The plastic hose provides a practical and flexible package for the fiber system. Packaging of desired length can be supplied to dental technician laboratories where the prosthesis is to be produced. There, a length of the hose corresponding to the desired length of the dental bridge is cut off. An injection cylinder or other injection equipment 3 filled with a suitable matrix material is connected to the hose with the fiber system, see FIG. 2. Injection of the matrix material must be effected slowly, under pressure and/or vacuum at a uniform rate in order to attain complete impregnation of the fibers. As matrix material, for example a lightly prepolymerized acrylic plastic serves adequately. Such acrylic plastics, as well as injection technology, are well known in the art and will not, therefore, be described in greater detail here. In order to obtain a reliable, tight connection of the injection equipment 3 to the hose, the hose is provided with a suitable clamping device 4 which closes about the circumference of the hose. The other end of the hose is closed by tape or the like 5 which prevents the fiber system from migrating out of the plastic hose on injection of the plastic, see FIG. 3. However, the closure is arranged such that air may be allowed to depart from the fiber system when the fibres are impregnated (wetted) by the plastic.

The plastic hose or plastic tube 2 has now fulfilled its function and the impregnated reinforcing package may be transferred from the plastic hose to, for example, a plastic film 6 in the form of a thin-walled hose which accommodates the reinforcing package, see FIG. 4. The hose is sealed at both ends such that the reinforcing package of a suitable length for a dental bridge is wholly enclosed.

The impregnated reinforcing package--which is lightly flexible--is now passed into a mold 7 of per se known type, see FIG. 5. Retention-provided metal caps 8 (cylinders) are positioned in the mold, these corresponding to the disposition of the spacer members in the jawbone-anchored dental bridge. The reinforcing package is to be applied in a curved recess 9 in which the metal caps 8 protrude. To facilitate this operation, tips 10 have been passed on the guide pins of the metal caps such that the reinforcing package may more readily be perforated and open the way for the metal caps through the fiber system.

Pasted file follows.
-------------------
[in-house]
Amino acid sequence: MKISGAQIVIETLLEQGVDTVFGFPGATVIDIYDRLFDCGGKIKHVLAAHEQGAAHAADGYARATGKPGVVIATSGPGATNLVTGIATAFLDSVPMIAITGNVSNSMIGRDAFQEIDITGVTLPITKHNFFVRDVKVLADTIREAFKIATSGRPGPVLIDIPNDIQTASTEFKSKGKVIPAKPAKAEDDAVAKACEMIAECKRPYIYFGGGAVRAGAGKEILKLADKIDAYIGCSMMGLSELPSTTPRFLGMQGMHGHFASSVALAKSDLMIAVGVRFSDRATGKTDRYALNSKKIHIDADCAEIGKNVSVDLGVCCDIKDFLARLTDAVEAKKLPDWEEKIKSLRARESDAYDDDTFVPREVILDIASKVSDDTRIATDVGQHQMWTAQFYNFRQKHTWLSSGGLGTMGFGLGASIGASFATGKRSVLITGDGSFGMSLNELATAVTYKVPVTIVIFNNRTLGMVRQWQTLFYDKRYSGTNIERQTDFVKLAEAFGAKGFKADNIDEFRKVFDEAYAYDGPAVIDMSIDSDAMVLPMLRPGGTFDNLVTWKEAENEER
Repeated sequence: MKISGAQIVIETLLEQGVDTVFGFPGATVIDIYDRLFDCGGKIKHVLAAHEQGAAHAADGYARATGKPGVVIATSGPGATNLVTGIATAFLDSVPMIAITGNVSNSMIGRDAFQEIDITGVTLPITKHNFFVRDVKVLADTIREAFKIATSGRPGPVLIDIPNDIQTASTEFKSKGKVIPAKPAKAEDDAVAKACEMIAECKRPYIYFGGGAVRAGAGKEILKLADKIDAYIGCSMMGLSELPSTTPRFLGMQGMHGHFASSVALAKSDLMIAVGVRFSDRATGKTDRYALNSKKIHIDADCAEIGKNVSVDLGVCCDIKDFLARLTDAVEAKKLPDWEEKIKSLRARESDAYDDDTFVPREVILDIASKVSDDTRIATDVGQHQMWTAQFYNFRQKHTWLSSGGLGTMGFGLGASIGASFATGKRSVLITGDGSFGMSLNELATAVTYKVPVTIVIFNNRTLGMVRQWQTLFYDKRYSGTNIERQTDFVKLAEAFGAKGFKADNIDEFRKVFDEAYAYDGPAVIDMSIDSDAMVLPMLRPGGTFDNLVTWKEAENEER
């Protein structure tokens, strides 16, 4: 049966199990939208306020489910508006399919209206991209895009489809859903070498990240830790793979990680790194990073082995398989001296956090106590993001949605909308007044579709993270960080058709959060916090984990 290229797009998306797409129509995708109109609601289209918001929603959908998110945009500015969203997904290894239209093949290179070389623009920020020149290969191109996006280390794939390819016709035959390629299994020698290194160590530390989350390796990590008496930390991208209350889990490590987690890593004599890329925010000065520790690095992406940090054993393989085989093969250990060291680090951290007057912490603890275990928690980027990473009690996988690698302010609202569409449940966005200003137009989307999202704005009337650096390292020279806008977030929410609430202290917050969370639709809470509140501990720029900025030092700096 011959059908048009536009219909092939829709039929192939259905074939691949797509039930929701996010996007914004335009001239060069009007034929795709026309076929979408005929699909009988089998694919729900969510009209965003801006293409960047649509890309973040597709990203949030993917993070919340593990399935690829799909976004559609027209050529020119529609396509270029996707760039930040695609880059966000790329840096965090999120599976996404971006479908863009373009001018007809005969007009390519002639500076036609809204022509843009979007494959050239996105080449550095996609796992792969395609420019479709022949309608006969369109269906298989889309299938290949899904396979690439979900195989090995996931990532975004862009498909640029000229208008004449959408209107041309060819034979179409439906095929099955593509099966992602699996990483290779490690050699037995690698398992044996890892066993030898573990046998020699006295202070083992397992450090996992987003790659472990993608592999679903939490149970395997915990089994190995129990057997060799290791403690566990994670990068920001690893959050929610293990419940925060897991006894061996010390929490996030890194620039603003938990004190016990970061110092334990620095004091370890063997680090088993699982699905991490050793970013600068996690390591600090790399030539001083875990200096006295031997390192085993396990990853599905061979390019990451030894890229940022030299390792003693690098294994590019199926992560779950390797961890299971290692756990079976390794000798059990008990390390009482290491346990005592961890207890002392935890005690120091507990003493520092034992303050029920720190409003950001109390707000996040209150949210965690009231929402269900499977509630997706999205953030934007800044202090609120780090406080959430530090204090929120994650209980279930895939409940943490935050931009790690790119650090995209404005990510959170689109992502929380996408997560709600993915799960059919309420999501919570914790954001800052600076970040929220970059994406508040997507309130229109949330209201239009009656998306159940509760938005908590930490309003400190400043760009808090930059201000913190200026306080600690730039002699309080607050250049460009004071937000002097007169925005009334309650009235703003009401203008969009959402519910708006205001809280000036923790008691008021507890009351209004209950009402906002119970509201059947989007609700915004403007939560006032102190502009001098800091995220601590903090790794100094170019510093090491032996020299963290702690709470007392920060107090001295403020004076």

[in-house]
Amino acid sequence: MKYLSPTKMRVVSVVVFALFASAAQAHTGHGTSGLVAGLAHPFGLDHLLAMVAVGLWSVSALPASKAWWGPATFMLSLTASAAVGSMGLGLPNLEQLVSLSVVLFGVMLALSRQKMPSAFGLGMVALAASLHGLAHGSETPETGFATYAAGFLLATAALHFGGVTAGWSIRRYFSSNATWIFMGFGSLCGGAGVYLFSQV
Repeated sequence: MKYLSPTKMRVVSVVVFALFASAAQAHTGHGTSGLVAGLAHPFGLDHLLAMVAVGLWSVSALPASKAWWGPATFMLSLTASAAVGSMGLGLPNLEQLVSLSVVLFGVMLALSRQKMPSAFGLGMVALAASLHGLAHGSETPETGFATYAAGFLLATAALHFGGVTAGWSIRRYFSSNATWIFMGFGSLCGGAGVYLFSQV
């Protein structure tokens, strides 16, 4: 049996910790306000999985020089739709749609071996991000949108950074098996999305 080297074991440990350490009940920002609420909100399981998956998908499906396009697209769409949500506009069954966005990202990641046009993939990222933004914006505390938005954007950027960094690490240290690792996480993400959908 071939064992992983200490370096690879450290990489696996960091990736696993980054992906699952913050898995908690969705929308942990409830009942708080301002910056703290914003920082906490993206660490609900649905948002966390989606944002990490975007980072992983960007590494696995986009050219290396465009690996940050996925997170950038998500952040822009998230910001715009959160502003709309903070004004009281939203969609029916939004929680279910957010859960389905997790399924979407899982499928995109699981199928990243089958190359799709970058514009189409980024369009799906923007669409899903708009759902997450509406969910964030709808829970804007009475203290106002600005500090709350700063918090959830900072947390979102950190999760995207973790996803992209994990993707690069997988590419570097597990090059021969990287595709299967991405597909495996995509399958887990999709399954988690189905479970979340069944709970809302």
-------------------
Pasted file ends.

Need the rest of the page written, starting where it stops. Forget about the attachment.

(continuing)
Once the fiber system has been provided with perforation indications, it is removed from the mould, see FIG. 6, and provided with holes for the metal caps 8. Such holes are made manually using a suitable tool, an awl or the like.

FIG. 7 shows the mold, the metal caps 8 having been provided with plastic sleeves 11 of shrink-on material which have been passed over the cylindrical metal caps. The sleeves prevent the fiber from becoming attached and packing to the upper retentions of the metal caps, and the sleeves thus permit the fibers to come into abutment with the bottom of the recess 9.

FIG. 8 shows how the flexed fiber system is passed onto the plastic sleeves 11 and applied against the bottom of the recess 9. The plastic sleeves 11 are thereafter removed so as to make possible contact between the impregnated fiber system and the retentions of the metal caps in the form of external threading or the like. Further plastic is added to those holes left by the plastic sleeves in the fiber system.

FIGS. 9 and 10 illustrate the application of the lingual and buccal precast, respectively, which are glued in place. Such precasts are also previously known in dental technology and will not, therefore, be described in greater detail here.

Thereafter, for example a silicon top is disposed on the opening over the impregnated fiber system which is allowed to polymerize. After polymerization, the top is removed, approx. 2 mm of the top is cut away on that surface which abutted against the subjacent precasts, such that an implant over the fiber system will achieve primary contact therewith. The implant is pressed against the precasts by means of tightened hose clamps, rubber bands or the like to achieve a continuous pressure on the fiber system. As a result, the shrinkage of the plastic will be compensated for such that no air or water is entrapped in the finished prosthesis construction.